Our glimpse of Pa Wan, thus, is limited to the years 1890-1891. Even this glimpse, however, reveals a great deal about the role of women in the church and provides a bit of an insight into a remarkable woman's life. Northern Thai women, traditionally, had no leadership role in religious activities (except in certain animistic rites). Pa Wan, however, broke that mold and the mission (and her fellow students) were willing to have her to do so. It is most remarkable that a woman of her time would seek, let alone receive, a theological education. It is perhaps equally remarkable that a woman would teach reading and religion to others, including men. We should also focus on the fact that she apparently ran the night school on her own. There is no record of any missionary taking formal charge of it. This makes her one of the first independent northern Thai educators, male or female. We should also note, finally, that the mission and church allowed her this role. In the context of northern Thai society this is remarkable enough. It is also surprising that ordained American clergymen of the 1890s would tolerate a woman enrolled as a full and equal theological student.
The history of the introduction of Western medicine into northern Thailand by the missionaries deserves a book of its own. It was no easy matter to import the medicines, the equipment, the techniques, and the values associated with Western medicine. One incident, told by Dr. William A. Briggs of the Lampang Station in 1892, illustrates the problem of values. It seems that a patient died in the men's ward of Briggs' make-shift hospital. Immediately the rest of the patients and their attending families and/or friends fled the premises. Briggs was left with one patient, probably too feeble to make good his escape. He didn't discuss the reason WHY a death in the ward emptied it, but there is no question about it. The other occupants were deathly afraid that the spirit of the deceased would return to the scene and, probably, cause them frightful trouble. In late twentieth-century Chiang Mai with its numerous hospitals it is easy to forget that just a century ago, the very concept of a medical institution was alien. It didn't always fit very well with people's values and attitudes. But, then, what would you expect of the ignorant, superstitious northern Thai people who were so primitive (and naive) that they only paid their doctors IF THEY WERE CURED! Weird, huh.
The Chiang Mai Station Annual Report for 1891 provides details in the life of the Chiang Mai Church, the "Mother Church of the North," and offers the following brief observation, "The pastoral work, visiting the sick, counseling the listless and straying, performing marriage and burial & ceremonies and giving attention to cases of discipline has become a large and taxing part of the work of this church."
This sentence provides us with one of the few clear descriptions of what the Presbyterian missionaries meant by pastoral care. It defines pastoral care as giving special attention to the ill, performing Christian rituals (marriages, funerals, other ceremonies), and protecting the purity of the church (counseling and discipline). One could devote a 20 page paper to "unpacking" the implications of this sentence.. What I find striking in it is the stated use of pastoral counseling. It was not simply "available" to those with life problems but actively directed towards members whose interest in their faith and the church was flagging. It was the first step in a process that could end with disciplining individuals when necessary. In the missionary mind, counseling and discipline were important for at least two reasons. They, first, had ultimate and eternal consequences for those who were straying from the only path of eternal salvation. They, second, protected the purity of the church as the community of the saved, and they insured the effectiveness of the church as a body of committed, active members. Pastoral counseling wasn't directed towards helping members solve immediate, personal problems so much as it was the means for keeping converts converted.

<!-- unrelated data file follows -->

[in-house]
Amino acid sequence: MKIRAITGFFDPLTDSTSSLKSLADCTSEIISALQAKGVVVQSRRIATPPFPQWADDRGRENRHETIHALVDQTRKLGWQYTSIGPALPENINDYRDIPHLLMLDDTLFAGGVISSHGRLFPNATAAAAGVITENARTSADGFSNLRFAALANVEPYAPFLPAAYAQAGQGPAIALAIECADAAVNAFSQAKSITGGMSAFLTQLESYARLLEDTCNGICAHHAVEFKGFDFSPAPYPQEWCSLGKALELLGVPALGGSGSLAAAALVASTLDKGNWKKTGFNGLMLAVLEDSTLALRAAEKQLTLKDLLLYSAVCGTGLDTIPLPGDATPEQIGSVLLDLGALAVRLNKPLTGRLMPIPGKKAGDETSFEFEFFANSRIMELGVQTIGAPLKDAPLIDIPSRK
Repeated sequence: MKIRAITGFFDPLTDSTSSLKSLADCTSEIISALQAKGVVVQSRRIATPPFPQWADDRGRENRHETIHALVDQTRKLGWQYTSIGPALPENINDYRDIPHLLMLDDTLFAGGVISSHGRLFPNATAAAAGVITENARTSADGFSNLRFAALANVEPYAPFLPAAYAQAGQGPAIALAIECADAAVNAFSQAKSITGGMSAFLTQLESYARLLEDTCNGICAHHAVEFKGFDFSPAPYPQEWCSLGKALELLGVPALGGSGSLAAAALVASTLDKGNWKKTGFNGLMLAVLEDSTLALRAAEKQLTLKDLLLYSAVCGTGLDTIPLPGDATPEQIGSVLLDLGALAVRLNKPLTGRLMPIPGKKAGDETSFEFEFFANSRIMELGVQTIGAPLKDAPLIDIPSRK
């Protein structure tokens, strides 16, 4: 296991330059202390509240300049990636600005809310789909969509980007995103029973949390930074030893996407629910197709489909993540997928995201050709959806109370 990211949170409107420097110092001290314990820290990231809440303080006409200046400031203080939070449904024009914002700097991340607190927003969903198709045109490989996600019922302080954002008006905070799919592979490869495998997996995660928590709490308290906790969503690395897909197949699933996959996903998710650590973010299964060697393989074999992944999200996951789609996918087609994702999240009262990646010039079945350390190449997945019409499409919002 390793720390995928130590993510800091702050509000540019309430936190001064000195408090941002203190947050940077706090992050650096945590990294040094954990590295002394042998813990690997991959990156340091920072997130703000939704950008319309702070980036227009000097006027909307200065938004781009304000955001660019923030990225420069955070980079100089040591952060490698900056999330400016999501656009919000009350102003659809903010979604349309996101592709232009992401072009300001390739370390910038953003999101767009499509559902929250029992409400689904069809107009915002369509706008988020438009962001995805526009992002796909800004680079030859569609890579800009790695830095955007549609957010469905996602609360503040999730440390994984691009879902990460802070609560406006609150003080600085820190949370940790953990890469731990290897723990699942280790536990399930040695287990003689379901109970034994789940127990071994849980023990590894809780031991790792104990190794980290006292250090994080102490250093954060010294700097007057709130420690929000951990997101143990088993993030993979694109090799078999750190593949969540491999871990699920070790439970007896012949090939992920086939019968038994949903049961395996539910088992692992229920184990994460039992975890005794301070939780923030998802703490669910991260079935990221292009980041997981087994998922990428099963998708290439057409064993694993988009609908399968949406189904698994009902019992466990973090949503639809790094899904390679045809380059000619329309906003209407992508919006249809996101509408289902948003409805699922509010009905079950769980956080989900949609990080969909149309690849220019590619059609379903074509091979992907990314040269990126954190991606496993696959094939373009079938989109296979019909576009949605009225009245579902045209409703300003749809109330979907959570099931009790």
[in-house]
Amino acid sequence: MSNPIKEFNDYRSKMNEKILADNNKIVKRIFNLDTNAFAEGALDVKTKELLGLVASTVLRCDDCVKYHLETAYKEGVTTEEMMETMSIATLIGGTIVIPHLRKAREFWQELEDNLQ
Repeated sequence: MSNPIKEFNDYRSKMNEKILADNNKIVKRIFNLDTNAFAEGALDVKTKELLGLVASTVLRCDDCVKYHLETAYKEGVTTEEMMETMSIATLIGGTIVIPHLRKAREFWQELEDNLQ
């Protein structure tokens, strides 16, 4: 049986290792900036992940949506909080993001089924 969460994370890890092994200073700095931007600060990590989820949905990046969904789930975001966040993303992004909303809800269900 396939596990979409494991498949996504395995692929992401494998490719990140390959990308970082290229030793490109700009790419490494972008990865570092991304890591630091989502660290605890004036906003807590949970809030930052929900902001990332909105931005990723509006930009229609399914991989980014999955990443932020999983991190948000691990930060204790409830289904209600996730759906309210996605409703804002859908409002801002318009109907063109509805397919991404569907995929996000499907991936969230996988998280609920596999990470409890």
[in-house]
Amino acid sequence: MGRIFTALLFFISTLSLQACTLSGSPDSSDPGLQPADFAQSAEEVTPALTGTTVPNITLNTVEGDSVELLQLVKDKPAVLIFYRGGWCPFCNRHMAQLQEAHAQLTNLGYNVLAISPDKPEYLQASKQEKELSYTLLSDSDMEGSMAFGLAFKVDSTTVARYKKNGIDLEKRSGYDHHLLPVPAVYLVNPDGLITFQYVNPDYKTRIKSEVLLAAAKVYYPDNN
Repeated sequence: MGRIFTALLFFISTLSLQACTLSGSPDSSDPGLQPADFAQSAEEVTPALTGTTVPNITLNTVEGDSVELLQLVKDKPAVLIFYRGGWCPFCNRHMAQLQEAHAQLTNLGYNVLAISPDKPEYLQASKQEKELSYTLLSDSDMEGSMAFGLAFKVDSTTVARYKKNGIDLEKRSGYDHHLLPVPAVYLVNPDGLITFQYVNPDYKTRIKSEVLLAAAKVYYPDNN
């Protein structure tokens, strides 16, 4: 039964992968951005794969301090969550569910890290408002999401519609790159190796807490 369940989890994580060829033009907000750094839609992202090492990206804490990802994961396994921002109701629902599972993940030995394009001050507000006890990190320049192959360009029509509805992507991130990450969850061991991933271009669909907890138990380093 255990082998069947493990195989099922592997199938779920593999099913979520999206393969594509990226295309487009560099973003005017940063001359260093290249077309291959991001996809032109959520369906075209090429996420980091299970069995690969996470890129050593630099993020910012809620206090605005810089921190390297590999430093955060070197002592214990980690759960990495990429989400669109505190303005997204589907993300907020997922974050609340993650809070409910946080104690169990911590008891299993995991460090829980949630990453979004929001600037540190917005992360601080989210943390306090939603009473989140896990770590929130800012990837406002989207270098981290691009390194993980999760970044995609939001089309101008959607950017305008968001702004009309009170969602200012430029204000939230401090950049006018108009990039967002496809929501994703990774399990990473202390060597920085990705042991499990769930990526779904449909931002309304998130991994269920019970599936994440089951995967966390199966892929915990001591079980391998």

Recent research suggests that CCT pastors practice a similar form of counseling today. When parishioners come to them for solutions to life problems, the pastor frequently sees the problem as being a lack of faith on the part of the parishioner. If the parishioner "really" believed the problem wouldn't exist. I would, propose as a hypothesis for further study that the historical association of counseling with preserving conversion is one source of this present attitude. The CCT's historical experience since the missionary makes this hypothesis likely. Until very recently, the CCT has consistently sought church renewal through the use of revivalistic techniques imported largely from America and China. Revivalism began in the 1920s and has had as its goal the same as missionary counseling, namely the "re-conversion" of " the listless and straying." It is likely that revivalism reinforced the use of pastoral counseling it inherited from the missionary era of the church' history.